Number of players: 1–3
Typical game length: 15–30 mins
Suitable ages: 10+
Official link BGG link
Wren Games recently launched a Kickstarter for their new game Sensor Ghosts, a “cooperative moving maze and hidden information puzzle game” for 1-2 players. It is set immediately after the events of their previous game, Assembly, in which the player was tasked with escaping from a space station after a virus outbreak. The computer, rather sensibly, attempted to ensure that no one broke quarantine, using lethal measures if needed. I imagine this playing out a lot like the start of the first Resident Evil movie, but in space. The player’s character had a natural immunity to the virus and quite understandably didn’t want to die. Whether escaping after presumably being exposed to the virus was a good idea is left as an open question. But the answer is “no” #TeamComputer
In Sensor Ghosts, the player has contacted Earth ahead of arriving there, and the authorities planet-side have decided that potentially unleashing a virus that wiped out the space station is perhaps not a great idea. Pretty sensible. As a result, the player has been tasked with bringing back an uncontaminated virus sample to use in creating a vaccine and has been told in no uncertain terms that unless they do so they will not be reaching the planet surface intact. The only solution to an out-of-control virus is more virus! I’m sure the authorities on Earth know what they’re doing. Right?
In Sensor Ghosts your goal is to travel across the playing field from the bottom left corner to the top right corner. Sounds simple. Unfortunately, the playing field is actually an asteroid field that is constantly moving around. Oh, and your sensors are either malfunctioning, hacked by the AI running the station you escaped from, or both, so you don’t necessarily know what you’re moving in to. And did I mention that entering some parts of the asteroid field result in instant death? Seems a little harder now doesn’t it?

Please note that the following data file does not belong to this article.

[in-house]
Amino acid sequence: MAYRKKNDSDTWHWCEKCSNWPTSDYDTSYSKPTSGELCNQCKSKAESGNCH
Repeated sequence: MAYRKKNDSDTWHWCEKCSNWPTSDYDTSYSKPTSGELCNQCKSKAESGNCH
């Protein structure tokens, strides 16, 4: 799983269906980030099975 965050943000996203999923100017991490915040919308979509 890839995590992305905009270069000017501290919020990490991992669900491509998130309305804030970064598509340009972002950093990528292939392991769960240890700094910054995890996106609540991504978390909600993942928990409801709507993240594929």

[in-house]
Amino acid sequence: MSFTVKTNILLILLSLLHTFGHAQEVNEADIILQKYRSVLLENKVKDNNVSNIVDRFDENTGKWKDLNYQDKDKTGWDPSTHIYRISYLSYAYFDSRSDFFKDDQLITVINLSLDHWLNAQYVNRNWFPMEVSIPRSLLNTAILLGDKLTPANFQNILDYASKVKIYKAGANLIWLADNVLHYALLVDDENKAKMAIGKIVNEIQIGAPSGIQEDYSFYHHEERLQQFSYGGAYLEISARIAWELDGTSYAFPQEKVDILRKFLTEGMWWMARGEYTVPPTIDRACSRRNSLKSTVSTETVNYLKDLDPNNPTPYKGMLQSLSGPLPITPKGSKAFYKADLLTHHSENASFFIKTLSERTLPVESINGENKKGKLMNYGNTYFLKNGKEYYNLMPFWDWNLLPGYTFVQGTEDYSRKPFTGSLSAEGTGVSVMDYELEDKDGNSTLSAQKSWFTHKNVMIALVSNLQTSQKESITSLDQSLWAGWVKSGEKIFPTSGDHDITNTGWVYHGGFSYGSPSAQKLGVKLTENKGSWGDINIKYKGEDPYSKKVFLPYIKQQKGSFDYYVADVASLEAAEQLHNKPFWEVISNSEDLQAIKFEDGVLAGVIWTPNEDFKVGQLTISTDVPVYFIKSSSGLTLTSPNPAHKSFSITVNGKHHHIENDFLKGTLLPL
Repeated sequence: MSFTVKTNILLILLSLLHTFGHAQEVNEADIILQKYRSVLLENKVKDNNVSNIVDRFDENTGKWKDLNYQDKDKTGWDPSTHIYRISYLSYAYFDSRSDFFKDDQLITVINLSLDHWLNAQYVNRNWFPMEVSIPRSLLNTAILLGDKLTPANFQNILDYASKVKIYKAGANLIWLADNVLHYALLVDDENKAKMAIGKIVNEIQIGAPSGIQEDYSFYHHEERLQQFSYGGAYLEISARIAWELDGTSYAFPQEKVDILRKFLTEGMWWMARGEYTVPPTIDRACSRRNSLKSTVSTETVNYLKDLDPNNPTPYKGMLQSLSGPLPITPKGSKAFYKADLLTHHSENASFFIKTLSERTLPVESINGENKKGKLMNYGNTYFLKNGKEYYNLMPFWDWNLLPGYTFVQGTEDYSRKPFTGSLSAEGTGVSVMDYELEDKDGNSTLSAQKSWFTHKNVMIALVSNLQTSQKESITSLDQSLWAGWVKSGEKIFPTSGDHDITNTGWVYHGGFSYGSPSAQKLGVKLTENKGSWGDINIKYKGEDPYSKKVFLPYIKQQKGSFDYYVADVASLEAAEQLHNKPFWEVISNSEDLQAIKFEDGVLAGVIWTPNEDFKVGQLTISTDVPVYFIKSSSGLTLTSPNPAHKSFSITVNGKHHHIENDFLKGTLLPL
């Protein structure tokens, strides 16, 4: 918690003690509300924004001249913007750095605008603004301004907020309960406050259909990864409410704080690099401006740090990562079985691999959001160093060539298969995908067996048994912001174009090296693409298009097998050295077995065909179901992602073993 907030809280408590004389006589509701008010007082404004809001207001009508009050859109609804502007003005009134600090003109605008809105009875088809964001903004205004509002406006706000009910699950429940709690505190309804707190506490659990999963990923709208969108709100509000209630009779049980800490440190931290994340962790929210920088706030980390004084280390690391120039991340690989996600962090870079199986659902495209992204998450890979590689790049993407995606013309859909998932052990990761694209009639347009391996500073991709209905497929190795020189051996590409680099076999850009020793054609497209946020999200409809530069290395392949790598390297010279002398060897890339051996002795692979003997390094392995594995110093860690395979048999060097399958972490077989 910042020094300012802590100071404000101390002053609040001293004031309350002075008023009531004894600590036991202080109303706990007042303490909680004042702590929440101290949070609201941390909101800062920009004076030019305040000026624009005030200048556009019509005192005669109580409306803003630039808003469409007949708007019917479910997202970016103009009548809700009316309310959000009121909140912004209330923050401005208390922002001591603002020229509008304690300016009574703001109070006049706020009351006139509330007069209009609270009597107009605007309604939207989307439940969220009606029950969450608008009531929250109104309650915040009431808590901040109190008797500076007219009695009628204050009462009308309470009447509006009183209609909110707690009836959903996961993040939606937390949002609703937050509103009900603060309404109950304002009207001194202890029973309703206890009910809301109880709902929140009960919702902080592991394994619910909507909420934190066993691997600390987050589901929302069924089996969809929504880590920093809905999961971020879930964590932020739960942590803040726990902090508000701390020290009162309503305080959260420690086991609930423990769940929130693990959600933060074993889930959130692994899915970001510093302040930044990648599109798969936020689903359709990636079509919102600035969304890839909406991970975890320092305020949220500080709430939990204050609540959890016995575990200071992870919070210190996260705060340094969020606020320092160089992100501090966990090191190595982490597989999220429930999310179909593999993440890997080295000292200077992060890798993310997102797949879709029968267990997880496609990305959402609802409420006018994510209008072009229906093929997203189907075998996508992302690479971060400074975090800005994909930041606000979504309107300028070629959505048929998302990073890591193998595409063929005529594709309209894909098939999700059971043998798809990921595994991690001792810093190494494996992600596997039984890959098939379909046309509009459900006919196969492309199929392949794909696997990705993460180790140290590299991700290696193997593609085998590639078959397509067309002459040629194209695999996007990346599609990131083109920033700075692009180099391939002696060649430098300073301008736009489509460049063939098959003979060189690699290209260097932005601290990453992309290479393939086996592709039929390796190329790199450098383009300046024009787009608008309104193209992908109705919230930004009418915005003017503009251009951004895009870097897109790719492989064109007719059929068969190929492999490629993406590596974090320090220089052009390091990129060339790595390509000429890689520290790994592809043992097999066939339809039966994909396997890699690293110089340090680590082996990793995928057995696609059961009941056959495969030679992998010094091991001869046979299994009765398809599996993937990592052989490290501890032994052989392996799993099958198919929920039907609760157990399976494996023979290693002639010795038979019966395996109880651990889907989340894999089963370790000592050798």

The player has a hand of three cards representing actions they are able to perform and they are able to perform one such action each turn. They have to play multiple movement cards if they want to move in a different direction than they are facing, due to inertia. Alternatively they can play all three cards to perform an action of their choice. At the end of their turn they draw back up to three cards. Why not play three cards every turn? Because the deck is quite limited in size and once you run through it twice you lose by default.
At the end of each turn the row of sector cards ahead of the player rotate to the left by one space, meaning that the player has to plan for where the sector cards are going to be, not where they currently are. This is where the tactics and the need to plan ahead in Sensor Ghosts comes from. Additionally, when you move on to a sector you flip the card over to see what’s actually there. This represents your malfunctioning sensors and often the card remains the same but sometimes it throws a surprise at you. Usually exactly when you can’t afford a surprise. The game knows.
The Sensor Ghosts game contains the following components:
- 30 Navigation cards
- 30 Sector cards
- 7 Role cards
- 10 Distruption cards
- 1 Shield Tracker card
- 2 Player Reference cards
- Ship and Escape Pod tokens